Paradelo’s team—undefeated all week in Clearwater—proved up to the task of closing out an opponent in the fourth quarter. Two minutes in, Diaz completed her hat-trick to make it a one goal game, but Floranne Carroll—who like many top polo players has her sights on Stanford—fought off a defender and deftly tipped a shot over Pregolini to quell the Brazilian comeback. And when Guevremont broke free in front to convert a power play opportunity, the Canadians could sense that all their hard work would result in a golden payoff.

Belorio scored at the three-minute mark to again cut Brazil’s deficit to two, but McDowell notched her fourth tally of the game with two minutes left to close out the scoring and ensure her team’s victory.

Looking to the future

Both teams qualified for the 2019 FINA Junior World Championships next summer in Portugal, and are eager to move on to higher-level play against European opponents in the run-up to the 2020 Olympic Games in Tokyo.

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Good times in Cleawater. Photo Courtesy: Don Utas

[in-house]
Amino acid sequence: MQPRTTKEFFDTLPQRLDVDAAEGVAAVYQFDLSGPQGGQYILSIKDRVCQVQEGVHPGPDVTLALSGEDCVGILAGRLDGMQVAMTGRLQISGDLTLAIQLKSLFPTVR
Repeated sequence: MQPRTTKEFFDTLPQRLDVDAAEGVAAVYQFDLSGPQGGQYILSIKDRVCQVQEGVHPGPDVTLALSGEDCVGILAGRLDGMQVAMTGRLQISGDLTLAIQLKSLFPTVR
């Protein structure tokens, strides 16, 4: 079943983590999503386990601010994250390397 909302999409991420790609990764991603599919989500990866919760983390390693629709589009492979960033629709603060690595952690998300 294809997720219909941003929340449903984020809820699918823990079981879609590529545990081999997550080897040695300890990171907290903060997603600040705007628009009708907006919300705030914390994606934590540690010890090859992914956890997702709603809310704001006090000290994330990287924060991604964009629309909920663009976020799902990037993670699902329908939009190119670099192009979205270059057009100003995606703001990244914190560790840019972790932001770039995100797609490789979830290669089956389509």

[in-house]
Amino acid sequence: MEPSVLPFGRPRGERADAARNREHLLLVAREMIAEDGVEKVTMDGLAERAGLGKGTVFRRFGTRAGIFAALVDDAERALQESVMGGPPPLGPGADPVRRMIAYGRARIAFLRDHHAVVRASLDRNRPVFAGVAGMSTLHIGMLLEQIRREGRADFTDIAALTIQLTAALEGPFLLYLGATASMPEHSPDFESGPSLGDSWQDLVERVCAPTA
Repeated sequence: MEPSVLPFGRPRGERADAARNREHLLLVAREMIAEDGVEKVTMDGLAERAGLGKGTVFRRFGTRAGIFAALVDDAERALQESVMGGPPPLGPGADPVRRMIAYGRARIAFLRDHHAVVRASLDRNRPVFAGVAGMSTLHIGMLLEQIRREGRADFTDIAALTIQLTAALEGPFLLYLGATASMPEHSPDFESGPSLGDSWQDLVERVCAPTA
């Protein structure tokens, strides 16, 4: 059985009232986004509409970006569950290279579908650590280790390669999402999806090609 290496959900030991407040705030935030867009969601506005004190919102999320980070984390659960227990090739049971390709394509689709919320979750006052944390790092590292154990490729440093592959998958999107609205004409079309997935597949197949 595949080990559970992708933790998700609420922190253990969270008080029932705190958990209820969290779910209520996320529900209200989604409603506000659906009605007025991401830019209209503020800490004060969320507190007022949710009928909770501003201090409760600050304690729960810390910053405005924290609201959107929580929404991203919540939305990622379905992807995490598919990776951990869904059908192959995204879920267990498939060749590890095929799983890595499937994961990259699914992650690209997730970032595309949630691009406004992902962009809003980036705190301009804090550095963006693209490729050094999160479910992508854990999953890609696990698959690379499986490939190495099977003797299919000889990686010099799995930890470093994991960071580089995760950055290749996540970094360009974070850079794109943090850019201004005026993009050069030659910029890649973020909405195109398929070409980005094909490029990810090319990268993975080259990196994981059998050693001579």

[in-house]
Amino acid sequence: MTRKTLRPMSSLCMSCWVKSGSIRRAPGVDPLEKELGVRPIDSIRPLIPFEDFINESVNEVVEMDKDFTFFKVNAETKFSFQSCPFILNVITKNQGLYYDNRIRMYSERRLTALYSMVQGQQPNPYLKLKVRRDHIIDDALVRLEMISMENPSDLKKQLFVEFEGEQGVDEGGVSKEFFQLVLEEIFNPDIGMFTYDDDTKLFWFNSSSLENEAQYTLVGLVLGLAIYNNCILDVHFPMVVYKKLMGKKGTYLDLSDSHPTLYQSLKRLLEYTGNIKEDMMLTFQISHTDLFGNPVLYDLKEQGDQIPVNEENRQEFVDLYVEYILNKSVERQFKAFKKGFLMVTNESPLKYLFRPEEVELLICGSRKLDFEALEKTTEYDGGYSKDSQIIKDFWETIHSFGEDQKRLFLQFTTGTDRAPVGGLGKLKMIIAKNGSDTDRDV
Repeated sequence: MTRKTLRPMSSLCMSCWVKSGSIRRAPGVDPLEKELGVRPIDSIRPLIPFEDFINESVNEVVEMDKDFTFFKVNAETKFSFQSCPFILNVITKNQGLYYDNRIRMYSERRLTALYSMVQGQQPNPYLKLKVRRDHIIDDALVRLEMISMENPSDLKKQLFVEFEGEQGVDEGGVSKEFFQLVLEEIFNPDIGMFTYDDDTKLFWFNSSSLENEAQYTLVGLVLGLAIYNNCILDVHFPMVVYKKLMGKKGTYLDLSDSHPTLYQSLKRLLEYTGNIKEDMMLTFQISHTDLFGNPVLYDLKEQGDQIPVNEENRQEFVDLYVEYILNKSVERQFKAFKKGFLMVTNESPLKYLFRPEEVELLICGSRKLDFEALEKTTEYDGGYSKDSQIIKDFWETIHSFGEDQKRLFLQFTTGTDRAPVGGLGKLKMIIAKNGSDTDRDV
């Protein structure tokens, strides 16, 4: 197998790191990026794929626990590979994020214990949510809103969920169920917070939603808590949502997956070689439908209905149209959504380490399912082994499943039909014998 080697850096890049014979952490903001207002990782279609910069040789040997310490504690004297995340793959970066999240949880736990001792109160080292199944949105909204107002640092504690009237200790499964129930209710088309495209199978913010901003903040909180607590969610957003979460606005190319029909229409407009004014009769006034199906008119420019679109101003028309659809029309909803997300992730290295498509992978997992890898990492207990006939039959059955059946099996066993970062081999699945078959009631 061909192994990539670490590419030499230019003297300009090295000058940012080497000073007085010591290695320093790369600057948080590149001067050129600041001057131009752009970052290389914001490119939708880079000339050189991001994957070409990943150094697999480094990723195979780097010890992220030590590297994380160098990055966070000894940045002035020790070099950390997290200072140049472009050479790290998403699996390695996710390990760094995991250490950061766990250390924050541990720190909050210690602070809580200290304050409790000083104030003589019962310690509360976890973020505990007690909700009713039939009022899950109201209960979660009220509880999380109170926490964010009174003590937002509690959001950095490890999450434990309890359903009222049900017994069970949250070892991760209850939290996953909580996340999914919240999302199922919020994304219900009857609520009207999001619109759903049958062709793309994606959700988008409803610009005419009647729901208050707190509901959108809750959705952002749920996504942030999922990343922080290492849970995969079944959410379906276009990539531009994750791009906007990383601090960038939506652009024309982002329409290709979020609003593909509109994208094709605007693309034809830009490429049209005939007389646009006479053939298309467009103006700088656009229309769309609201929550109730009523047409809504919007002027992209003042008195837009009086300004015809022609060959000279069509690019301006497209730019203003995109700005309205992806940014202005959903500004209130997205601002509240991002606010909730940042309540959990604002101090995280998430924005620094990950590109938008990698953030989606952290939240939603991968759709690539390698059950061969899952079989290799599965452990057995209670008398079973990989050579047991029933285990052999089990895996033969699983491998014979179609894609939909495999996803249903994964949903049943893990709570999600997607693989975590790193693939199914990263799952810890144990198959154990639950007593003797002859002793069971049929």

“We only had a few weeks to prepare for this tournament so we’ll have time to get ready for next year,” Paradelo said. “It’s great to see what they can achieve in order to get on the senior national team. It’s fantastic to have the bridge between the age group programs and the Olympic team.

Martins was optimistic about his young team’s continued progress in international play.

“Some of the girls come from families that play water polo so they have quickly development,” he said. “People don’t imagine but in Brazil we work a lot and its good girls. They have heart and play hard. That’s the reason they are getting better in water polo.”

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Author: Michael Randazzo

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Michael Randazzo is a freelance contributor at Swimming World focusing on water polo. He covers polo all over the United States for SW and other publications, including the Collegiate Water Polo Association, Skip Shot, The New York Times, Total Water Polo, Water Polo Planet and others. He lives in Brooklyn with his wife and two children and roots for St. Francis Brooklyn polo.